Jennifer Joyce (ISES)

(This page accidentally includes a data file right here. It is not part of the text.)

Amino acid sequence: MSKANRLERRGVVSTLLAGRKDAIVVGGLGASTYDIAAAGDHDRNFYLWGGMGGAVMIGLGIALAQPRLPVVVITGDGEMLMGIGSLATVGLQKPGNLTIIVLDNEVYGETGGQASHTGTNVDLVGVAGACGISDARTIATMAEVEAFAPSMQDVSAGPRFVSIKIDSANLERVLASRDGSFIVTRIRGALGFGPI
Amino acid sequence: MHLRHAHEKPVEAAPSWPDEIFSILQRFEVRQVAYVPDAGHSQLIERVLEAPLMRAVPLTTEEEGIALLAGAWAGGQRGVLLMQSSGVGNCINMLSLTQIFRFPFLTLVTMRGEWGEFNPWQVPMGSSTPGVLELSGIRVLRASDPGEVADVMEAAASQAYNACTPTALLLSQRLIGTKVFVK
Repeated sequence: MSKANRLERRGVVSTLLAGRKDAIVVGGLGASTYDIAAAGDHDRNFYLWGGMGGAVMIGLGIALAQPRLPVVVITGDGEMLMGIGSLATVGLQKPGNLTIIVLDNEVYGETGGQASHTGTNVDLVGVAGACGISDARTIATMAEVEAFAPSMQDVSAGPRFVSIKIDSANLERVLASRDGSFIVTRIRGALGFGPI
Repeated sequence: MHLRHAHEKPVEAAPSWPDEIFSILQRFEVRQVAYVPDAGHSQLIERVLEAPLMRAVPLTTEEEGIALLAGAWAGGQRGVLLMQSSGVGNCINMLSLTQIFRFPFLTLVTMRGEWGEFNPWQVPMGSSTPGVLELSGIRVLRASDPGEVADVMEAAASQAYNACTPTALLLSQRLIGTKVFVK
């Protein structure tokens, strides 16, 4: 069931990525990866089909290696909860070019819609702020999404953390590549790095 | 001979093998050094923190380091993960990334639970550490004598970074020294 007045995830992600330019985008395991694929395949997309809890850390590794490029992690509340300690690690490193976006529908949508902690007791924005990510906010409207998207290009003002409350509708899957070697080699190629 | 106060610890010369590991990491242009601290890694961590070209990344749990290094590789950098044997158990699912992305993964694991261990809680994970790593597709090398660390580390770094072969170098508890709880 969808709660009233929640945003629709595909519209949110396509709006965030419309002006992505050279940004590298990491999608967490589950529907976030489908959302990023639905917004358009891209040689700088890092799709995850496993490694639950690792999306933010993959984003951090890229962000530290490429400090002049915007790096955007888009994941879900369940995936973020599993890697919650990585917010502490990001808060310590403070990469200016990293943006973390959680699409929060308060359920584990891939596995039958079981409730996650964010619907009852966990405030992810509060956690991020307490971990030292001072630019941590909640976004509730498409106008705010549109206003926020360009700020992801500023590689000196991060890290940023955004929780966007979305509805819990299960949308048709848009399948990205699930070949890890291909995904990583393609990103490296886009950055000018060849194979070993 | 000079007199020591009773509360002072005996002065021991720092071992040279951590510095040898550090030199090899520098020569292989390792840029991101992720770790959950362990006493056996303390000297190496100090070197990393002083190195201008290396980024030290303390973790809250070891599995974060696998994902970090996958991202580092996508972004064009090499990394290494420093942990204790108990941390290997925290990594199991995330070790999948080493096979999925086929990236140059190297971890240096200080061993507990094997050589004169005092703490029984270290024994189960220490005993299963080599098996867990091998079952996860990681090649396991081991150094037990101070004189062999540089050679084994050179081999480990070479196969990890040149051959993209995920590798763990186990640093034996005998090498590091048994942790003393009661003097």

The flexibility and convenience of e-lectures as well as the reported control of learning students perceive (Brecht 2012) have played a part in the rising popularity of flipped classrooms and the use of e-lectures. While some studies report no difference in learning for either modality (Williams et al 2001), several studies have reported negative learning results and poorer attendance for e-lectures (Bell et al. 2001). Due to the diversity in results within the literature, it is plausible that the effectiveness of either method should be a case by case evaluation based on the student cohort and the content of the module involved (Demetriadis & Pombortsis 2007). The current study examined student learning (knowledge-acquisition post-test using turning point personal response system (PRS)), student satisfaction and student evaluation (questionnaires) of e-lectures versus traditional lecture delivery in a level 4 introductory motor learning and skill acquisition module. Statistical examination of the knowledge-acquisition test results will determine whether either modality was superior at helping students retain information 1 week after the content delivery while analysis of the qualitative comments and questionnaires will reveal useful information relating to student satisfaction and evaluation of both teaching methods and the use of PRS to aid learning.